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How reasonable are assumptions used in theoretical models? Computational evidence on the likelihood of trade pattern changes


  • Lisandro Abrego
  • Raymond Riezman
  • John Whalley


In theoretical literature it is common to make the assumption that in a multi-country, multi-good world, the direction of trade (import and export by commodity) is predetermined and fixed for each good for each country. We consider a simple three-country, three-good, pure-exchange model with CES preferences. We compute free trade competitive equilibria, three-country non-cooperative Nash equilibria, and customs union equilibria for randomised parameterizations, and find that trade pattern changes between free trade and customs union equilibria in around 35% of cases.

Suggested Citation

  • Lisandro Abrego & Raymond Riezman & John Whalley, 2006. "How reasonable are assumptions used in theoretical models? Computational evidence on the likelihood of trade pattern changes," Canadian Journal of Economics, Canadian Economics Association, vol. 39(3), pages 781-789, August.
  • Handle: RePEc:cje:issued:v:39:y:2006:i:3:p:781-789

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    References listed on IDEAS

    1. Elhanan Helpman, 1999. "The Structure of Foreign Trade," Journal of Economic Perspectives, American Economic Association, vol. 13(2), pages 121-144, Spring.
    2. Davis, Donald R. & David E. Weinstein & Scott C. Bradford & Kazushige Shimpo, 1997. "Using International and Japanese Regional Data to Determine When the Factor Abundance Theory of Trade Works," American Economic Review, American Economic Association, vol. 87(3), pages 421-446, June.
    3. Leamer, Edward E. & Levinsohn, James, 1995. "International trade theory: The evidence," Handbook of International Economics,in: G. M. Grossman & K. Rogoff (ed.), Handbook of International Economics, edition 1, volume 3, chapter 26, pages 1339-1394 Elsevier.
    4. Donald R. Davis & David E. Weinstein, 2001. "An Account of Global Factor Trade," American Economic Review, American Economic Association, vol. 91(5), pages 1423-1453, December.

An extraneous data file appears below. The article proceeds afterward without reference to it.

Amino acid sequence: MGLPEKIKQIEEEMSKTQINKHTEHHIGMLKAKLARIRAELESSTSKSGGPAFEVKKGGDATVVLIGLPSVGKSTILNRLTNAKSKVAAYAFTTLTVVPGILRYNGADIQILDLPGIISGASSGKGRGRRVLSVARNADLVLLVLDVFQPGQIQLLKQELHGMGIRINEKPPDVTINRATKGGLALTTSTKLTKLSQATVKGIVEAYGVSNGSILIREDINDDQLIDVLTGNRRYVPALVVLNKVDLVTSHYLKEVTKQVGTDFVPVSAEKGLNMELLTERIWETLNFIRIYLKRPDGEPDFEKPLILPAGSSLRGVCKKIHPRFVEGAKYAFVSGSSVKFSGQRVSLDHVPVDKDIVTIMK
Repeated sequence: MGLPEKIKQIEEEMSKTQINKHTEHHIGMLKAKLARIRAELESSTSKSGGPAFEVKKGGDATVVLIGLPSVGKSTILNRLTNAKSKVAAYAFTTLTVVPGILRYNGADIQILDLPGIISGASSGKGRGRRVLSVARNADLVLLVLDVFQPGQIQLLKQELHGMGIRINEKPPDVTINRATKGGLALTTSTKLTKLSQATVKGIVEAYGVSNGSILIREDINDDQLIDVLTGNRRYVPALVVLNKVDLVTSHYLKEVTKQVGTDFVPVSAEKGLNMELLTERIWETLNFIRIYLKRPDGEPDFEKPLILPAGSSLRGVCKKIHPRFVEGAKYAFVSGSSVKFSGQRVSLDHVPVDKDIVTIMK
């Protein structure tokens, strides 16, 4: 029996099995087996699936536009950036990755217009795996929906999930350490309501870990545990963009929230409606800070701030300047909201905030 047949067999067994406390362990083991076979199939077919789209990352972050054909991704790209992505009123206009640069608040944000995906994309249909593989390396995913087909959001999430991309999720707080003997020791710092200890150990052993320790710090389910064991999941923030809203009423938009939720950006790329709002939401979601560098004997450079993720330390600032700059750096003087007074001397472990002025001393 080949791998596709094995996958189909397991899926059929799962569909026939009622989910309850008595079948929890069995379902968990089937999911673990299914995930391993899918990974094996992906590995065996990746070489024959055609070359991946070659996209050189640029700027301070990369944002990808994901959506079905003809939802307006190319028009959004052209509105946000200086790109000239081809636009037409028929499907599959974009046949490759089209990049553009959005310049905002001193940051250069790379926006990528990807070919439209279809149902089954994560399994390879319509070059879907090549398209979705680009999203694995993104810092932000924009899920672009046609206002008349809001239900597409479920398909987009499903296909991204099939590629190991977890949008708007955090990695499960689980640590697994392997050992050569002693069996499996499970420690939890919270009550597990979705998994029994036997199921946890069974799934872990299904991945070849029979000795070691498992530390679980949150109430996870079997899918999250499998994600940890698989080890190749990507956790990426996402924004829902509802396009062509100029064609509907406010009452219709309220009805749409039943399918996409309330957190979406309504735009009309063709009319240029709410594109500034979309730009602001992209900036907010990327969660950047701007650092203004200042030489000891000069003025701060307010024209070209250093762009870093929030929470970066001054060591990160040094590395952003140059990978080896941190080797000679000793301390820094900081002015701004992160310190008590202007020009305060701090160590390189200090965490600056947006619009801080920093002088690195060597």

5. Antoni Estevadeordal & Alan M. Taylor, 2002. "A Century of Missing Trade?," American Economic Review, American Economic Association, vol. 92(1), pages 383-393, March.
    6. Trefler, Daniel, 1993. "International Factor Price Differences: Leontief Was Right!," Journal of Political Economy, University of Chicago Press, vol. 101(6), pages 961-987, December.
    7. Trefler, Daniel, 1995. "The Case of the Missing Trade and Other Mysteries," American Economic Review, American Economic Association, vol. 85(5), pages 1029-1046, December.
    8. Hakura, Dalia S., 2001. "Why does HOV fail?: The role of technological differences within the EC," Journal of International Economics, Elsevier, vol. 54(2), pages 361-382, August.
    9. Bowen, Harry P & Leamer, Edward E & Sveikauskas, Leo, 1987. "Multicountry, Multifactor Tests of the Factor Abundance Theory," American Economic Review, American Economic Association, vol. 77(5), pages 791-809, December.
    10. Richard B. Freeman & Remco Oostendorp, 2000. "Wages Around the World: Pay Across Occupations and Countries," NBER Working Papers 8058, National Bureau of Economic Research, Inc.
    11. Staiger, Robert W., 1988. "A specification test of the Heckscher-Ohlin theory," Journal of International Economics, Elsevier, vol. 25(1-2), pages 129-141, August.
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    JEL classification:

    • F10 - International Economics - - Trade - - - General
    • F13 - International Economics - - Trade - - - Trade Policy; International Trade Organizations
    • F15 - International Economics - - Trade - - - Economic Integration


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